As a builder, you can control the products, materials, and craftsmanship utilized in the home-building process. However, you don’t have control over what the homeowner will put inside their new home. Interior furnishings such as upholstered furniture, drapery fabrics, clothing, and liquids such as gasoline and volatile solvents are involved with many fire-related injuries each year. In addition, once these materials are ignited, they emit poisonous and toxic fumes or gases which can suffocate or kill.
Did You Know…
- Each year fire kills more Americans than all natural disasters combined.
- Cooking fires are the number one cause of home fires. Cooking equipment is estimated to be associated with more than 100,000 fires annually, and almost 400 deaths, and 5,000 injuries. Gas cooking equipment accounts for about 30,000 fires and electric cooking equipment for about 55,000 fires.
- 28% of home electric-fire related deaths are caused by cords and plugs.
- During the 1990’s, home fires caused by candles increased by 100%.
- 22% of all residential fires are a direct result of supplemental heaters (such as wood burning stoves/fireplaces, kerosene heaters, gas-fired space heaters, and portable electric heaters) resulting in 600 deaths, thousands of contact burn injuries, and hundreds of carbon monoxide poisonings each year.
- Each year more than 200 deaths are associated with fires started by cigarette lighters. About two thirds of these result from children playing with lighters. Most of the victims are under five years old.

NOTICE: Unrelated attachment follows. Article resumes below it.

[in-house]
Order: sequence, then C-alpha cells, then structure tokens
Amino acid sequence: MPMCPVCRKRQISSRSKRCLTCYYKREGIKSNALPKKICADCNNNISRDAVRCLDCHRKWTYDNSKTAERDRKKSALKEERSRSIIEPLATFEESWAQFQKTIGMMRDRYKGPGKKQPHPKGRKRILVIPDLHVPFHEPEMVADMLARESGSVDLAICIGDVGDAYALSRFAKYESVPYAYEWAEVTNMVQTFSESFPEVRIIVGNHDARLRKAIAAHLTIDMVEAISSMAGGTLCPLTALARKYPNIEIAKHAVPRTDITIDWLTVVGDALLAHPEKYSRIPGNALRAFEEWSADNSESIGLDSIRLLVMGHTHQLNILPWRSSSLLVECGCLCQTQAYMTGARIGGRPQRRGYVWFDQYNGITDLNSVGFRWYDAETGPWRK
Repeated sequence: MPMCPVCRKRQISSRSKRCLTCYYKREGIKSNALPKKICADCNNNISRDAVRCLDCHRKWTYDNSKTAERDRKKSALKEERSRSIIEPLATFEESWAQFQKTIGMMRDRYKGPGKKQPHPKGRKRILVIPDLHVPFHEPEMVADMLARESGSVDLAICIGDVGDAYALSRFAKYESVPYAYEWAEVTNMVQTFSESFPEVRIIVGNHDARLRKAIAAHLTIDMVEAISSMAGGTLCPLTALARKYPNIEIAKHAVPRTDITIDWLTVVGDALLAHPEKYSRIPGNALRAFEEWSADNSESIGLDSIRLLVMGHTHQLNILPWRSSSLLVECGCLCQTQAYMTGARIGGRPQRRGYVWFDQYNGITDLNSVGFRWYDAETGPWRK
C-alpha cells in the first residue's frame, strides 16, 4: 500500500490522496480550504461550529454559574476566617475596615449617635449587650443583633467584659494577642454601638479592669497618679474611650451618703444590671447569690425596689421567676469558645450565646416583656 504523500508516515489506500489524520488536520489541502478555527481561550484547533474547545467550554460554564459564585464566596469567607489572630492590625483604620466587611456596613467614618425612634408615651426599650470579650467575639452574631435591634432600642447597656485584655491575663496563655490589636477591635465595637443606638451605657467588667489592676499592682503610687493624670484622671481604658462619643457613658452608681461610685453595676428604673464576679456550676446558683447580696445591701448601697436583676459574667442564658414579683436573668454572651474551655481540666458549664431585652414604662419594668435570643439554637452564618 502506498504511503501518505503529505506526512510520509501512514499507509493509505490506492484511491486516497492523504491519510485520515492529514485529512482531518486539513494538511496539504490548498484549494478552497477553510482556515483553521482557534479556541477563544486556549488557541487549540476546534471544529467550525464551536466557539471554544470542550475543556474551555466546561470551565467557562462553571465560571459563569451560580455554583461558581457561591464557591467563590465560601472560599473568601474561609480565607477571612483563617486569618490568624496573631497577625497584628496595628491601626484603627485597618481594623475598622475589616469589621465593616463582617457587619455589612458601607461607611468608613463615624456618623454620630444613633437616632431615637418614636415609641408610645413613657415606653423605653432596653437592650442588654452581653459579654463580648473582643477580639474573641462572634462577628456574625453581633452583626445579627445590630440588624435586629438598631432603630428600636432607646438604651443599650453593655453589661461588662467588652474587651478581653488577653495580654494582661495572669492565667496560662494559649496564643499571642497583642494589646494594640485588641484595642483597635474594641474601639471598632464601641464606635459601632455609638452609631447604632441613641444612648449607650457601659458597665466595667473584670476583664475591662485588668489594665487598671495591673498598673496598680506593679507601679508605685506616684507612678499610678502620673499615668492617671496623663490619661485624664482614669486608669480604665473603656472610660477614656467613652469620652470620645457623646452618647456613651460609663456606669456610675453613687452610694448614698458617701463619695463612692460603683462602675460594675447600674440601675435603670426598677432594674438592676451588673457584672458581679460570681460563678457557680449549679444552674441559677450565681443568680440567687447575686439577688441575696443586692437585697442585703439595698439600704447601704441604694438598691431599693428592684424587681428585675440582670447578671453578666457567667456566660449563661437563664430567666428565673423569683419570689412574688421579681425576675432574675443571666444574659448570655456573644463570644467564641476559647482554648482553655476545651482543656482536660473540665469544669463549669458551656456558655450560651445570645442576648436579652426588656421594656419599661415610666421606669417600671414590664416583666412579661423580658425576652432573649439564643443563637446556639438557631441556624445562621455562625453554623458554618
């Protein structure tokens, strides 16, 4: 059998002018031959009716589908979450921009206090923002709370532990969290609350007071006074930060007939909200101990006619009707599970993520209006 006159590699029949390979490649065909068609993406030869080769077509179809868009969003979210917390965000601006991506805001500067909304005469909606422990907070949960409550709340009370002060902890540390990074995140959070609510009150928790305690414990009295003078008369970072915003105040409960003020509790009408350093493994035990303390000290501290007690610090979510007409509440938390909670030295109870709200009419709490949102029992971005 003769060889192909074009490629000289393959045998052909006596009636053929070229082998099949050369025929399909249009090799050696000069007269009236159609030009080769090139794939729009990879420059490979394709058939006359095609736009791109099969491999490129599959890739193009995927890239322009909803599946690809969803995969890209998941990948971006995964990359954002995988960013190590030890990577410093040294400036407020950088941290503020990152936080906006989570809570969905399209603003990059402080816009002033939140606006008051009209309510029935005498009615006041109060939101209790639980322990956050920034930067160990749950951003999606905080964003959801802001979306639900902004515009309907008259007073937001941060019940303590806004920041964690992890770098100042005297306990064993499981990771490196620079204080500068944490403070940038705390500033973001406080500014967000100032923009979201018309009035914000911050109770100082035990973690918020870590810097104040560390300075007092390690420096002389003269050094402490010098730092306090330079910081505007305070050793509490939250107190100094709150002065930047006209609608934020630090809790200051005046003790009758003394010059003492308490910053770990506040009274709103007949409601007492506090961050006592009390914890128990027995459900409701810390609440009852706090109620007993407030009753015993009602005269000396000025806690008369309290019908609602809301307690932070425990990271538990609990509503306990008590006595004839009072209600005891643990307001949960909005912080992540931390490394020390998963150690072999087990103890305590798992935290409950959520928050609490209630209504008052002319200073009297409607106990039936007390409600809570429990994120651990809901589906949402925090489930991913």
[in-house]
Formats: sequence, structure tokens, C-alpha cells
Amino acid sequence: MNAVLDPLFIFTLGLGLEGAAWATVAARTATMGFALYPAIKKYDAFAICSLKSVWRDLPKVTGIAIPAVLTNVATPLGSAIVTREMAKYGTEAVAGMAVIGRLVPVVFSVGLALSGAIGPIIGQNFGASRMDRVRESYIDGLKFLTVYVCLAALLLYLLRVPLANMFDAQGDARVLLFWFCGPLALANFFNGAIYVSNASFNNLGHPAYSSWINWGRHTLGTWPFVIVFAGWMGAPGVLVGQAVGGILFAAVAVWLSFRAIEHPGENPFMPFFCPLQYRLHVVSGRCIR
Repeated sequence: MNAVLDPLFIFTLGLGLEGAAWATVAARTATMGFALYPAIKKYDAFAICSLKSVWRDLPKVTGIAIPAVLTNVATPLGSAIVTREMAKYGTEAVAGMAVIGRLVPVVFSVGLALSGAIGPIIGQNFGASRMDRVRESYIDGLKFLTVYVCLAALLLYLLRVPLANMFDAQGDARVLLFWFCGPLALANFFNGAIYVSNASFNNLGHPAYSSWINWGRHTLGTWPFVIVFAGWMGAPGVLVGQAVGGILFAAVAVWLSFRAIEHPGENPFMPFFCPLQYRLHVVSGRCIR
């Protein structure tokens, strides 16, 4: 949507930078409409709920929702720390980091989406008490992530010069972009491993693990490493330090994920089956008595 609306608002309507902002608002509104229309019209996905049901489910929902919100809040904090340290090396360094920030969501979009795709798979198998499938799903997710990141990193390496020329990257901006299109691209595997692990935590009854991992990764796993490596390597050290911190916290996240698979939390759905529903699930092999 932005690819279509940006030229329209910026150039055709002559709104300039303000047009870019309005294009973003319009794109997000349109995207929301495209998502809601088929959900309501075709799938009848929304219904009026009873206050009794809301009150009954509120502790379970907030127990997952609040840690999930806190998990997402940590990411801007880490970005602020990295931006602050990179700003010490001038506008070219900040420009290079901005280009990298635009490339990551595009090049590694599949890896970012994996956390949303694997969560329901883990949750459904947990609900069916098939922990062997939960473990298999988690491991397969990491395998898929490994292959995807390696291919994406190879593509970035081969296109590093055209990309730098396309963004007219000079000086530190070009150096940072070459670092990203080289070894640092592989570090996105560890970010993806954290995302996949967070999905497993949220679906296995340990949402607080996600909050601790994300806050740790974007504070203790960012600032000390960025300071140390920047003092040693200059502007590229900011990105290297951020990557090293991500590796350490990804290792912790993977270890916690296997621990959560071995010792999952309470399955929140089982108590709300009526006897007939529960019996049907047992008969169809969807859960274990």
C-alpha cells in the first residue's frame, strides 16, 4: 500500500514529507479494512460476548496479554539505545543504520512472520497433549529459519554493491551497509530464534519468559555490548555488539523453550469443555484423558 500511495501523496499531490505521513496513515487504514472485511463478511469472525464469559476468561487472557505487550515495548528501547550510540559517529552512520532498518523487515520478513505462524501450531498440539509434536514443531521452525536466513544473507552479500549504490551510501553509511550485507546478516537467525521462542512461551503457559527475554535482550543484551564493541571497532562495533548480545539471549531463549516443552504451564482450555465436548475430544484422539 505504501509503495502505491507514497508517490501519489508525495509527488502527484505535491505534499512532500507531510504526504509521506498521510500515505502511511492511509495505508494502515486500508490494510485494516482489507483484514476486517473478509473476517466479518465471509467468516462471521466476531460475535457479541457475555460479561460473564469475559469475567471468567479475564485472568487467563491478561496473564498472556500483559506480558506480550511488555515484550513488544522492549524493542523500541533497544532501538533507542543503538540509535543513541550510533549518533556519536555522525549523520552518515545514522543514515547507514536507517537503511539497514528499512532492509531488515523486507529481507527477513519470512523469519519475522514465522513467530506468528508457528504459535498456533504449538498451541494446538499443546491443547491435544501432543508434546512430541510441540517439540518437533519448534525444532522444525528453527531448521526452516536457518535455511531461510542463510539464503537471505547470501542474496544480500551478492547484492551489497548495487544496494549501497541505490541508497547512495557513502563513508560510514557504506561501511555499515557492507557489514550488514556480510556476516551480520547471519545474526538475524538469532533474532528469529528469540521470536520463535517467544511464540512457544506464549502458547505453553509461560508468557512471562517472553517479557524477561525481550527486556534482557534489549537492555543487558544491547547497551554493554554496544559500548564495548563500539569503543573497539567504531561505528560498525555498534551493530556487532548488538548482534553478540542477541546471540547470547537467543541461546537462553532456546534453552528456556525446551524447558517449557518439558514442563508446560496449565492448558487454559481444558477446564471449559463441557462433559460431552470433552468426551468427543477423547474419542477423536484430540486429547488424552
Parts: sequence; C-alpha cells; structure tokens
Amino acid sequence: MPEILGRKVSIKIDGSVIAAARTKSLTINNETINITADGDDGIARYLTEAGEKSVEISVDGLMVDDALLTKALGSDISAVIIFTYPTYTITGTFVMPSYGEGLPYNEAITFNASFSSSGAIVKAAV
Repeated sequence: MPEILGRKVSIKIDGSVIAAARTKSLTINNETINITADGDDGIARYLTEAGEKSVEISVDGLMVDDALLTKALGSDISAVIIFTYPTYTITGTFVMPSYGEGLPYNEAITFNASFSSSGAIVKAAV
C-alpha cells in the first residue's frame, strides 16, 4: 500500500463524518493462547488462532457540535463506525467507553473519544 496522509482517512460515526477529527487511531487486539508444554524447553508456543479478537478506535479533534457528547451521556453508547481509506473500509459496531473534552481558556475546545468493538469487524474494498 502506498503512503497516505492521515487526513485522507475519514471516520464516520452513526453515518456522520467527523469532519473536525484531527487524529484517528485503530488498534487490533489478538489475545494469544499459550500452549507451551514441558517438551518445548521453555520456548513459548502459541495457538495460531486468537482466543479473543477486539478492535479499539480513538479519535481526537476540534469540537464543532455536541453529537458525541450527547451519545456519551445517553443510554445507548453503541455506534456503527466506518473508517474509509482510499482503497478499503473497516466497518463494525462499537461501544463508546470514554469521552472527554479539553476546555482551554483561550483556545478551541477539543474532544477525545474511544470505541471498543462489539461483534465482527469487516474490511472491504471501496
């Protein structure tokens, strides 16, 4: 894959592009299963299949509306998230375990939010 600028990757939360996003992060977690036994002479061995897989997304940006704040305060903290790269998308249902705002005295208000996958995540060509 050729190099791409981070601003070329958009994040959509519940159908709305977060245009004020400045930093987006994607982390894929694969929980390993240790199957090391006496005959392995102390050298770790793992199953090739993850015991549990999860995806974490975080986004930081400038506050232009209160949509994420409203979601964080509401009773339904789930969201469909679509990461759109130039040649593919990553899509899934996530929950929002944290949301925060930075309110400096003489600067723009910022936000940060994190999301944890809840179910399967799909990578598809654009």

- Small open flames, including matches, cigarette lighters, and candles are the major source of clothing ignition. The most commonly worn garments that are associated with clothing ignition injuries are pajamas, nightgowns, robes, shirts, blouses, pants, slacks and dresses.
- A major cause of household fires is flammable liquids. These include gasoline, acetone, benzene, lacquer thinner, alcohol, turpentine, contact cements, paint thinner, kerosene, charcoal lighter fluid. The most dangerous of all is gasoline.
- The single most effective way to prevent fire-related deaths is the installation of residential fire sprinklers. Combined with smoke alarms, they cut the risk of dying in a home fire by 82% compared to having neither.
Source: U.S. Consumer Product Safety Commission – Your Home Fire Safety Checklist & The Home Fire Sprinkler Coalition
Take the Extra Step. Serve & Educate. Be a Hero!
A Life and Safety Enhancement (LASE) System is no different than any other type of upgrade you offer during the building process. Except, now in addition to providing choices in carpets, lighting fixtures and counter tops, give your clients the CHOICE OF LIFE & ADDED SECURITY with a LASE System!